$$\begin{aligned} Q: \text { if }P(Q) \text { then exit; else do something bad} \end{aligned}$$

This situation has led to the very common misunderstanding that the only undecidable question is whether the code that does something bad is actually executed. Clearly, any detection method that found badly behaving code – regardless of whether it would be executed – would be of great help.

Unfortunately, identifying badly behaving subparts of code is also undecidable and the proof is very similar to those we cited above. A common misunderstanding stems from mixing up two proof concepts: proof by counterexample and reductio ad absurdum. The program Q above is not a counterexample in the sense that it is a program for which all P will have to give the wrong answer. Rather, Q is an absurdity that is implied by the existence of P and, consequently, P cannot exist. The proof itself sheds no light on for what subparts or subsets of programs P would actually exist.

A ray of light is to be found in the definition of the Turing machine itself. This is a theoretically defined machine that is not constrained by the realities of the physical world. Where a real-world machine can only work on a limited amount of memory, a Turing machine can have an infinitely long tape. Based on this insight, we have seen some limited results that identify decidable versions of the problems studied above. The existence of certain malware unpacking behaviour in code is shown to be decidable and NP-complete [3]. A similar result exists, where, under some restrictions, the decision of whether some code is an obfuscated version of another is proven to be NP-complete [1]. Additionally, for the detection of viruses, a restricted version of the problem is NP-complete [9].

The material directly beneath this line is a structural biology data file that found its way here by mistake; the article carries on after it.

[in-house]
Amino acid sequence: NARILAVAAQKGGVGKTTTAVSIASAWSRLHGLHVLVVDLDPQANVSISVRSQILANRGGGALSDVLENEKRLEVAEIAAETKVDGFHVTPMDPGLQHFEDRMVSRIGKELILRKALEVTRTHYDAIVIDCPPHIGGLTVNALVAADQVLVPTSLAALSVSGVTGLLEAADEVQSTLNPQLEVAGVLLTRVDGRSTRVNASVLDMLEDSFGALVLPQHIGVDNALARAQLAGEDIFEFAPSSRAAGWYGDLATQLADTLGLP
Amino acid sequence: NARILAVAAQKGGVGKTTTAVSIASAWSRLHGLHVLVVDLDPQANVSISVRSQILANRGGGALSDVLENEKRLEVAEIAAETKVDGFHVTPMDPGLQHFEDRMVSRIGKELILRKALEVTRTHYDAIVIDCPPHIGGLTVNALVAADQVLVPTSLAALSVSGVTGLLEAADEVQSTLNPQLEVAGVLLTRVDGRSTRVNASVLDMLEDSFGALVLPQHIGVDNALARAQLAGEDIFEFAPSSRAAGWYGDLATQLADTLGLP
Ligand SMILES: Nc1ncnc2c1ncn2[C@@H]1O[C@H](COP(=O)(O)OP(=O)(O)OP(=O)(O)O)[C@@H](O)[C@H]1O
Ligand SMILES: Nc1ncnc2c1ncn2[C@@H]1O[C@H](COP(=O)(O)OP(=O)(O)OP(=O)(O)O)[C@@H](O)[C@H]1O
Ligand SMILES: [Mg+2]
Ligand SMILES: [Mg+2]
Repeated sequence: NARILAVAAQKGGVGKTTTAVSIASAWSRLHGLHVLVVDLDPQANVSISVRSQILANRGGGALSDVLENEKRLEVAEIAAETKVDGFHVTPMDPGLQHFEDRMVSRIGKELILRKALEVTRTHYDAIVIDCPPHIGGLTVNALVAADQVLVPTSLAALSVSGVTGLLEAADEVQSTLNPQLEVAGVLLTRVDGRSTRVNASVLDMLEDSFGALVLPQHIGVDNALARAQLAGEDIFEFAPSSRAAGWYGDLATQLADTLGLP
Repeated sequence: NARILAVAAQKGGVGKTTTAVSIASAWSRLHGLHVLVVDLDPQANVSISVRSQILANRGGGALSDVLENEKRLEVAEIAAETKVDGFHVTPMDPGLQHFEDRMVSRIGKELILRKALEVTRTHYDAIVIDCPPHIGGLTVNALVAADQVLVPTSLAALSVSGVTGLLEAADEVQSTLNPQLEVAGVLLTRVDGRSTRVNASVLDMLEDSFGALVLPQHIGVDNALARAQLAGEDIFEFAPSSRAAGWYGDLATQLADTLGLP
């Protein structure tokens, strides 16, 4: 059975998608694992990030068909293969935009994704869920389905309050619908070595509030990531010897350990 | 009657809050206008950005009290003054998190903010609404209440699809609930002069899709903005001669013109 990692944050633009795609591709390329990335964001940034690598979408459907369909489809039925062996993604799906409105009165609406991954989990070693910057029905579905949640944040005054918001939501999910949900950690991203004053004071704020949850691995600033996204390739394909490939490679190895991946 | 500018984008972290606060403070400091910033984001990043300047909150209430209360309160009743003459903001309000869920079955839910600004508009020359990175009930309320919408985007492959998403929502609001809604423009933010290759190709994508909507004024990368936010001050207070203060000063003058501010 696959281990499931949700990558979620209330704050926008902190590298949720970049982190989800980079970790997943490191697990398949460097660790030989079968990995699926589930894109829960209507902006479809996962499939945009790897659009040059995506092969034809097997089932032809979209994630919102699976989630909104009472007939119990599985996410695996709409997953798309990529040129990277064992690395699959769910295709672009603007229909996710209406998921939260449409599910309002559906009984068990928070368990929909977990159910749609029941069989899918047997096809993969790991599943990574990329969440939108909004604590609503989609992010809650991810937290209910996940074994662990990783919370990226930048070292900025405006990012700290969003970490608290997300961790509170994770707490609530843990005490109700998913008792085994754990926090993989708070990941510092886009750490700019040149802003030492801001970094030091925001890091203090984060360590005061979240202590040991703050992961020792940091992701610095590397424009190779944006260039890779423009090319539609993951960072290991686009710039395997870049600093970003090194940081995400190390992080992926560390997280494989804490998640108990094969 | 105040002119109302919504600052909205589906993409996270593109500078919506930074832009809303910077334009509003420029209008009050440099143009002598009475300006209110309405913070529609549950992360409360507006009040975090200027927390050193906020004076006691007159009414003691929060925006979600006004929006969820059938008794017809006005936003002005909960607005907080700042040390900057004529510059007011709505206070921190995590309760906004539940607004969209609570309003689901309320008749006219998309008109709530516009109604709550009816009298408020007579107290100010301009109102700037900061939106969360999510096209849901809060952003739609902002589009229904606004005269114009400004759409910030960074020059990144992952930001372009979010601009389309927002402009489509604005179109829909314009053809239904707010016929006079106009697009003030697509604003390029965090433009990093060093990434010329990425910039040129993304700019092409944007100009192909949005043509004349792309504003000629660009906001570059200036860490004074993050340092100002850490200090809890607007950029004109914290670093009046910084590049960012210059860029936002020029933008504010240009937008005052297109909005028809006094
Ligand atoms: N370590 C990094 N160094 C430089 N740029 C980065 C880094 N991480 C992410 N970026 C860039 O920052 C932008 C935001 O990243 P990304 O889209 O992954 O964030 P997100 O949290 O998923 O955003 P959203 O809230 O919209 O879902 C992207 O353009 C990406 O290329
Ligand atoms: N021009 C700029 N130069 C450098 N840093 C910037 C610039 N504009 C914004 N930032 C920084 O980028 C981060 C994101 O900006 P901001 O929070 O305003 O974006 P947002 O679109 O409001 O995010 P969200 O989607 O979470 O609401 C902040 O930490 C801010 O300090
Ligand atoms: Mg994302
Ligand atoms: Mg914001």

However, NP-completeness is still a major problem. It does imply the existence of a system that, in finite time, can produce the right answer, but the amount of time needed rises very steeply with the size of the investigated program. For real-life program sizes, ‘finite time’ means ‘finite but not less than a thousand years’. The practical difference between undecidable and NP-complete for our problem is therefore not significant. Still, the future may have further developments along this axis that will help. Work on identifying decidable formulations of our problem therefore remains important.

A more promising possibility is to be found in the absoluteness in the definition of decidability. The proofs based on the liar’s paradox hold as long as we require that P have no false negatives or false positives. In particular, when looking for malware injected by a vendor, we may be able to accept a relative high ratio of false positives, as long as there are few false negatives. Most would be happy to require a purchased system to be designed so that it tested negatively, if one could assume that deliberately building a system for a false negative was hard.